John McCain’s worst dream has just come true: the White House, amidst in general plan for complete political overhaul, has made the call to engage in “direct” diplomacy with Iran.

Mahmoud Ahmadinejad, ready to play checkers.

Mahmoud Ahmadinejad, ready to play checkers.

Breaching a diplomatic cold war of thirty years, US Ambassador in Iran Susan Rice confirmed that only a complete stop to Iran’s process of uranium enrichment could lead to more lax relations between the two nations. Iran has been warned by the United Nations the last two years for using radioactive products and building nuclear plants, officially as a source of energy, unofficially in an attempt to acquire the atomic bomb. During a brief Q&A yesterday, Rice confirmed that “[…] dialogue and diplomacy must go hand in hand with a very firm message from the United States and the international community that Iran needs to meet its obligations as defined by the Security Council. And its continuing refusal to do so will only cause pressure to increase.”

Ahmadinejad, Iran’s president, never concealed his profound disdain for the United States, labeling it the “Great Satan”. However, Obama’s presidency seems to have soften his vision of Americans, as he declared himself ready to “start new approaches”. The question of Iran has often been the cause of tension between McCain and Obama during the electoral campaign. Last June, as the campaign took a more heated, serious turn, McCain declared that Iran was the nation’s most important adversary, and claimed that Barack Obama’s willingness to use a diplomatic approach was “naive” and “guileless”. Talking to the American Israel Public Affairs Committee, the governor of Arizona declared: “The idea that they now seek nuclear weapons because we refused to engage in presidential-level talks is a serious misreading of history”. McCain’s rhetoric implied the Republican candidate had little to no answers regarding the Irani problem – but it boiled down to one simple question: negotiate with Iran, or go to war.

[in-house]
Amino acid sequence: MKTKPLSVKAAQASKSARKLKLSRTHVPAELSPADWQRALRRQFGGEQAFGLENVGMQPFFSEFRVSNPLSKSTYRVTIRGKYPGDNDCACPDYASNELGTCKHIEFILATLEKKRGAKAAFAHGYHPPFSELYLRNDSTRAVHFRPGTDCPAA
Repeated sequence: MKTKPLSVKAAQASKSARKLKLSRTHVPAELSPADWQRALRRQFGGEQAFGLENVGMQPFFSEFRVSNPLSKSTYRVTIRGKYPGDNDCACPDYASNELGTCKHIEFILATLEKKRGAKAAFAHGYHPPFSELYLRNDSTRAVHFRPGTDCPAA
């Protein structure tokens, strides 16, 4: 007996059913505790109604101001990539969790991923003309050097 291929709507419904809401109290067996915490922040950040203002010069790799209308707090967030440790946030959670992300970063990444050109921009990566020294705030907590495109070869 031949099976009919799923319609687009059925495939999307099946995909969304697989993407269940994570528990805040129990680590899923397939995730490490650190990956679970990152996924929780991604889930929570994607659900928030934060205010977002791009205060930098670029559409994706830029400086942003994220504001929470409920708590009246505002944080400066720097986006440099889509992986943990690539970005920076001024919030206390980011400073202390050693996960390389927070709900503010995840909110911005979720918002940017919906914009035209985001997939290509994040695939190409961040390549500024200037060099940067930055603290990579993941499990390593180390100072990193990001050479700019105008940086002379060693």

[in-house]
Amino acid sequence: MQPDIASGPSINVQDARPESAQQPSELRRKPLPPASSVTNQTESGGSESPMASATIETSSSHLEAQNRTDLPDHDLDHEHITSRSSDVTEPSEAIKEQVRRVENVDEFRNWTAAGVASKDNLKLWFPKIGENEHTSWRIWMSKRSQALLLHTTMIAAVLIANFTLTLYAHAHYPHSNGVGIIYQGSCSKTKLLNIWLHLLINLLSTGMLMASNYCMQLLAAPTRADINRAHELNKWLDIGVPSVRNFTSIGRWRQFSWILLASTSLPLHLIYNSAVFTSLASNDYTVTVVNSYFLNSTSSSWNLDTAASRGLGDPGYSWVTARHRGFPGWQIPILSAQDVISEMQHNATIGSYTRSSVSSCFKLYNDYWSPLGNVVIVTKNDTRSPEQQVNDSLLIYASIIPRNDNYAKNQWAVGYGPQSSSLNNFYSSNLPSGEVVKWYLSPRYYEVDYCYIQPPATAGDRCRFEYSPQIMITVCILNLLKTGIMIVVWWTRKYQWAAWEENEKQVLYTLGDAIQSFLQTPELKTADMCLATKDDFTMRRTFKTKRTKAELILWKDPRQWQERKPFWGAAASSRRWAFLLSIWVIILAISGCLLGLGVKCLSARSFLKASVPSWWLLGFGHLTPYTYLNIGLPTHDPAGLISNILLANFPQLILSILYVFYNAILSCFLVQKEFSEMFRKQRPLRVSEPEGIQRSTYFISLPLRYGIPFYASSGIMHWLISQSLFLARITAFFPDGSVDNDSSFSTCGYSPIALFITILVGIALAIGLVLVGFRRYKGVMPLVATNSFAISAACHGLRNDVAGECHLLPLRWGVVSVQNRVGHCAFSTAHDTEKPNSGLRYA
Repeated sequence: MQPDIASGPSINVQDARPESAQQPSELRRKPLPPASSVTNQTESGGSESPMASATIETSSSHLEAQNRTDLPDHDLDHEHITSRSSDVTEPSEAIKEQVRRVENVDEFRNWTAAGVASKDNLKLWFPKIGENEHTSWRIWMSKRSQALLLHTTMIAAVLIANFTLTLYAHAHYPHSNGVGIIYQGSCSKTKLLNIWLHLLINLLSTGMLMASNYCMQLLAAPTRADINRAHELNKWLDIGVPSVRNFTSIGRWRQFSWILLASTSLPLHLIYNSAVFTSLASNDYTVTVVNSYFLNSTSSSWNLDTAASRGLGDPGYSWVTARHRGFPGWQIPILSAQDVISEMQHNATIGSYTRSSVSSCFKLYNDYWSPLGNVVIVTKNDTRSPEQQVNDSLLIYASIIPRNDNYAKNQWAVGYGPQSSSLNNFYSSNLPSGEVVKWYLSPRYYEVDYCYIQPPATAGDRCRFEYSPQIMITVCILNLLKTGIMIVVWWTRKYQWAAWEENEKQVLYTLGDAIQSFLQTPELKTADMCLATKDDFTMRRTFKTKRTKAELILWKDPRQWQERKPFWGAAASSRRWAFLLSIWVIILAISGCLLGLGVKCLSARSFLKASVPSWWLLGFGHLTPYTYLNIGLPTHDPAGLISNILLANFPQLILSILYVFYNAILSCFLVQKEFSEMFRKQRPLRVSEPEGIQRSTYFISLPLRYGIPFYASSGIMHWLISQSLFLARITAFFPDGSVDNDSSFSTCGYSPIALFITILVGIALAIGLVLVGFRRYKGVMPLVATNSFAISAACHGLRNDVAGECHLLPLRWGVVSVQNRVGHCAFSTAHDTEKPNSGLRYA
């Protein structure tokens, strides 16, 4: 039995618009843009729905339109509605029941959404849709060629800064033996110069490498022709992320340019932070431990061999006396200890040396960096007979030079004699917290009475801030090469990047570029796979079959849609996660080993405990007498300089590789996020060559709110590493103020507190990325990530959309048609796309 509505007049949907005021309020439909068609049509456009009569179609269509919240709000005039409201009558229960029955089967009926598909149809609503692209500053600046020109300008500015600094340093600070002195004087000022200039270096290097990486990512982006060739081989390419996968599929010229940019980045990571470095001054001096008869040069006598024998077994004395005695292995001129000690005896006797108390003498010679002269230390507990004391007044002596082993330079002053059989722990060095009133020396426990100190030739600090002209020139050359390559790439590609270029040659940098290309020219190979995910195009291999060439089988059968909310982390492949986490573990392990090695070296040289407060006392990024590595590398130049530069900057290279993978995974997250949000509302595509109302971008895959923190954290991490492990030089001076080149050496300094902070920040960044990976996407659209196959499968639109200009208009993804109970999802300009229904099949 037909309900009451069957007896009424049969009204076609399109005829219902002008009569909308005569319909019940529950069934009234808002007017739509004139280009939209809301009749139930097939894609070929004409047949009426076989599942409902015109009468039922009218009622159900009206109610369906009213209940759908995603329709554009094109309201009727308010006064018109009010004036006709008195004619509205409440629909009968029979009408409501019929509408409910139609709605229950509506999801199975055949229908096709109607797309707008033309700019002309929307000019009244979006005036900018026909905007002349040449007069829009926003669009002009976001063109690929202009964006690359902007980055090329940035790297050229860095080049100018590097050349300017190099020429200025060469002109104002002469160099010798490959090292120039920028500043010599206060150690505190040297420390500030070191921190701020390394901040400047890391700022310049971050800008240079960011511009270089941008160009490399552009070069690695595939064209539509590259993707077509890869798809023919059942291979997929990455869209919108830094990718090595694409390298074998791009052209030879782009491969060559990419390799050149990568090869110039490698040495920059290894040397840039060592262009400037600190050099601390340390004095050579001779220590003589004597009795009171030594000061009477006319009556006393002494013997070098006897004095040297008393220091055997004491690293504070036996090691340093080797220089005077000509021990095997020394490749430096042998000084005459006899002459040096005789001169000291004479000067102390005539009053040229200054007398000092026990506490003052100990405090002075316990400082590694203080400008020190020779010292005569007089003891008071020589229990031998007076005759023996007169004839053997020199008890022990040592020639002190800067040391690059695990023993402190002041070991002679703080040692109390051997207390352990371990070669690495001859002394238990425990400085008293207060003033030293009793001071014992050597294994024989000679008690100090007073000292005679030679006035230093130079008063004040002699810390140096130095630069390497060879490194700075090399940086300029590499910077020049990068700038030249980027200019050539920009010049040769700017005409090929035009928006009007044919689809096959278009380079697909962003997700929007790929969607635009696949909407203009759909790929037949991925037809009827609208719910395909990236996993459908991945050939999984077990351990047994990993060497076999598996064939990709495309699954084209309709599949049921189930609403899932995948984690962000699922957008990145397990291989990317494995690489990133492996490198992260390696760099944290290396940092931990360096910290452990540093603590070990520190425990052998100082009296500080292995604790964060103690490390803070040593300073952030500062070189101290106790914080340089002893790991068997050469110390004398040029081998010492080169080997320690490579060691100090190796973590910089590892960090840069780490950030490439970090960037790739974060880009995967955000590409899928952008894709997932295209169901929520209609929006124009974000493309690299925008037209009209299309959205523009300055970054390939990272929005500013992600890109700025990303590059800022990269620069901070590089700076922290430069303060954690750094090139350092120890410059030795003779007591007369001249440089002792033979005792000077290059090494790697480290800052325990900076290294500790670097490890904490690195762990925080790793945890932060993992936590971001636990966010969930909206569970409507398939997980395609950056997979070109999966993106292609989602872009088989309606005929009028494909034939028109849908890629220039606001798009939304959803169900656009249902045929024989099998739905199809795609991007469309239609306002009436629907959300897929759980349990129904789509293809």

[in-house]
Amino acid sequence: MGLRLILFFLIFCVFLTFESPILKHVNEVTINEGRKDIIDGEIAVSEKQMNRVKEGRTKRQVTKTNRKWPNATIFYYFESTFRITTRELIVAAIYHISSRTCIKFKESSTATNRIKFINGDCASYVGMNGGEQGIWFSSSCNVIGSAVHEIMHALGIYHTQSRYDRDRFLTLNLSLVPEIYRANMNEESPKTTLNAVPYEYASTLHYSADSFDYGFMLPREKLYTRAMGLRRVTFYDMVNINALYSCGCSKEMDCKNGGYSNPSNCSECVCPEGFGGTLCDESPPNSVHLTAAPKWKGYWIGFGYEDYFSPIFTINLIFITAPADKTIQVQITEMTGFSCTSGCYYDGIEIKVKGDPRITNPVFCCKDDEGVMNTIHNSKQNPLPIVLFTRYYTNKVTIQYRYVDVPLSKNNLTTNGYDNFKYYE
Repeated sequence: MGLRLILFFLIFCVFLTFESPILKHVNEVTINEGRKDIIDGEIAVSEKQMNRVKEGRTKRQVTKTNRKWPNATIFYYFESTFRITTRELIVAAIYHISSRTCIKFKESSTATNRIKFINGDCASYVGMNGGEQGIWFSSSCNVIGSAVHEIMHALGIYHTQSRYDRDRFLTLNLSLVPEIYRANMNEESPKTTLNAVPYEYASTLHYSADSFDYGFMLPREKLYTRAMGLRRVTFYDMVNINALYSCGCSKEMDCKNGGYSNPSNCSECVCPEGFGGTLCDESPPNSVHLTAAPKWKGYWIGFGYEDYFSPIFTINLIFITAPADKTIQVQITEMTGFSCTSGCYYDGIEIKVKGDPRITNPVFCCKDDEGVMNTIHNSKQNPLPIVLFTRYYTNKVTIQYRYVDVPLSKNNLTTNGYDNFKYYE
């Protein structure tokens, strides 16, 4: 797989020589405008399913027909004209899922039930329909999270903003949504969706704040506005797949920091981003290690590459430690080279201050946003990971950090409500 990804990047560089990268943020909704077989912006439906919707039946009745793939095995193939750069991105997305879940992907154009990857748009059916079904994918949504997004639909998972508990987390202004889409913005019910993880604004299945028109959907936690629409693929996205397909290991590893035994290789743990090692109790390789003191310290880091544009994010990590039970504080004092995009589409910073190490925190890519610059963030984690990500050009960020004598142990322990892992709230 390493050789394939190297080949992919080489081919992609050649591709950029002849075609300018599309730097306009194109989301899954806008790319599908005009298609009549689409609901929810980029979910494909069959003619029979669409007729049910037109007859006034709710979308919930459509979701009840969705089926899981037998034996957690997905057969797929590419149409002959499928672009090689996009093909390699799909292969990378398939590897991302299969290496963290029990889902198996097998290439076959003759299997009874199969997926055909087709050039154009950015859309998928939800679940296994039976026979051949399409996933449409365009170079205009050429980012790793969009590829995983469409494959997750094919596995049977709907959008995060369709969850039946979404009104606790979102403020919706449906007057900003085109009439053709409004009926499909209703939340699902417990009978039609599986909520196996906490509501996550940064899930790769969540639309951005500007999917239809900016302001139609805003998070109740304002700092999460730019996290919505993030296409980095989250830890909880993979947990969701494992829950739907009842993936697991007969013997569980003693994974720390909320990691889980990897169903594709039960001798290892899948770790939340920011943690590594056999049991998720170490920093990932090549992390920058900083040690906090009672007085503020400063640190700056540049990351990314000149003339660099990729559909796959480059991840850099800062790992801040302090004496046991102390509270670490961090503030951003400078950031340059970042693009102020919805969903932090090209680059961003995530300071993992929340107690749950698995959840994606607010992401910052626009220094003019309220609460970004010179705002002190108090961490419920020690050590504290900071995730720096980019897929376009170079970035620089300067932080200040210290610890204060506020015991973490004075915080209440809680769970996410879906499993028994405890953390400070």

Obama, despite not claiming the same foreign policy and national security credentials as his former opponent, knows well that the United States can not afford another war, on financial or human grounds.  As Obama is also sending supposedly retired Robert Malley, his senior foreign policy adviser, to supervise the Egyptian talks on the Gaza ceasefire. This choice highlighted Obama’s willingness to engage towards peaceful and diplomatic solutions to conflicts of security, as Malley was already part of the Clinton Administration and participated, successfully (at least on the short term) to the 2000 Camp David summit. A specialist of conflict resolution, Malley has been studying and commenting on the Israeli-Palestinian conflict since 1984. Such a recognition of knowledge and multiculturalism will surely prove to be an asset in Obama’s foreign policy decisions over the course of his four-year term.

Notwithstanding previous diplomatic collaboration on Iraqi security, Iran and the United States have a troubled, deeply rooted history that reaches far beyond the recent nuclear threat posed by the ambitious Ahmadinejad. Iran’s severe antisemitism, added to its funding of Lebanese fundamentalist party Hezbollah, and now Hamas, have made Iran an obstacle in the United States’ plan for a peace process in the Middle East. But the White House staff is adamant that convincing power is not only firepower: “[we] going to use all elements of our national power to put pressure on Iran’s nuclear program” said Robert Gibbs, the White House press secretary. According to NATO’s secretary-general, Japp de Hoop Scheffer, NATO must engage with Iran to secure regional support for the escalating war in neighboring Afghanistan.

All roads point to Iran. Let’s hope Iran will be welcoming.

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